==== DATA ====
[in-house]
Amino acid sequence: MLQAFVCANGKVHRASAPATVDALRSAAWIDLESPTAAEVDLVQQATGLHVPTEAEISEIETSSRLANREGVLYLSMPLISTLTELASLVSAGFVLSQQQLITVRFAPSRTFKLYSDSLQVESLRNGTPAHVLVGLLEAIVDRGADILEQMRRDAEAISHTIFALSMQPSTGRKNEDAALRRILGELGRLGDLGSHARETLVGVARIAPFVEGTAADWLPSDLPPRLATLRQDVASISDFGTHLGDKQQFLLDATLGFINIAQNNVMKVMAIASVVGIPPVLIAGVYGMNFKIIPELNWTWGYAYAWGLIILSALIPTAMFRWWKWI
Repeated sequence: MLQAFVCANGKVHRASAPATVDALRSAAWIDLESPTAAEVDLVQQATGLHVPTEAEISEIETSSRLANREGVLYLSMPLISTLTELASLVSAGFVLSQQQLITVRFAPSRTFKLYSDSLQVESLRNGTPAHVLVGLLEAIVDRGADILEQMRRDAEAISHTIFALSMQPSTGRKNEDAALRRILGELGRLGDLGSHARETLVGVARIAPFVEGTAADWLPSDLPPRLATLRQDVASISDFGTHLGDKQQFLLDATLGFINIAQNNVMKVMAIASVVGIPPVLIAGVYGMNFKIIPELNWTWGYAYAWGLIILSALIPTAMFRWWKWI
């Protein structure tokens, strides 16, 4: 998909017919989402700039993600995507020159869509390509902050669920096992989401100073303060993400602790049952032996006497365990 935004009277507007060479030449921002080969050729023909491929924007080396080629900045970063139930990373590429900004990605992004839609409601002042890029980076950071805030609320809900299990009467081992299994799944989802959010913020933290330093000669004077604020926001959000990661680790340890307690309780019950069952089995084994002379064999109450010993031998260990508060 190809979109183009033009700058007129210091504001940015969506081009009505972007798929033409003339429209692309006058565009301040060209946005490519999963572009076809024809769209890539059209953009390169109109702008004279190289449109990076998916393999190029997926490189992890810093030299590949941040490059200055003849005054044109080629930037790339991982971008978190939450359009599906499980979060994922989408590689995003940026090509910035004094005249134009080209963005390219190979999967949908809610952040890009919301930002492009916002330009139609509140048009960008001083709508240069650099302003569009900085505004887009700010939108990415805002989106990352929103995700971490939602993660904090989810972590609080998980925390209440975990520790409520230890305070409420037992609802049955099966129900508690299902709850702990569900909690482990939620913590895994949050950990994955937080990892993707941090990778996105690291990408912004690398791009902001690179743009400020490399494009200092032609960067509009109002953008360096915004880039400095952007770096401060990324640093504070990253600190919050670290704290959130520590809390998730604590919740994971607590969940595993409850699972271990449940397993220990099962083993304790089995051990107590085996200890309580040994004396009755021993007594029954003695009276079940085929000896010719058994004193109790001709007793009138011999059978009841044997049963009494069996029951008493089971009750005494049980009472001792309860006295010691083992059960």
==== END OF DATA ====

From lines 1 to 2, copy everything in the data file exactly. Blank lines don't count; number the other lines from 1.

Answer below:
[in-house]
Amino acid sequence: MLQAFVCANGKVHRASAPATVDALRSAAWIDLESPTAAEVDLVQQATGLHVPTEAEISEIETSSRLANREGVLYLSMPLISTLTELASLVSAGFVLSQQQLITVRFAPSRTFKLYSDSLQVESLRNGTPAHVLVGLLEAIVDRGADILEQMRRDAEAISHTIFALSMQPSTGRKNEDAALRRILGELGRLGDLGSHARETLVGVARIAPFVEGTAADWLPSDLPPRLATLRQDVASISDFGTHLGDKQQFLLDATLGFINIAQNNVMKVMAIASVVGIPPVLIAGVYGMNFKIIPELNWTWGYAYAWGLIILSALIPTAMFRWWKWI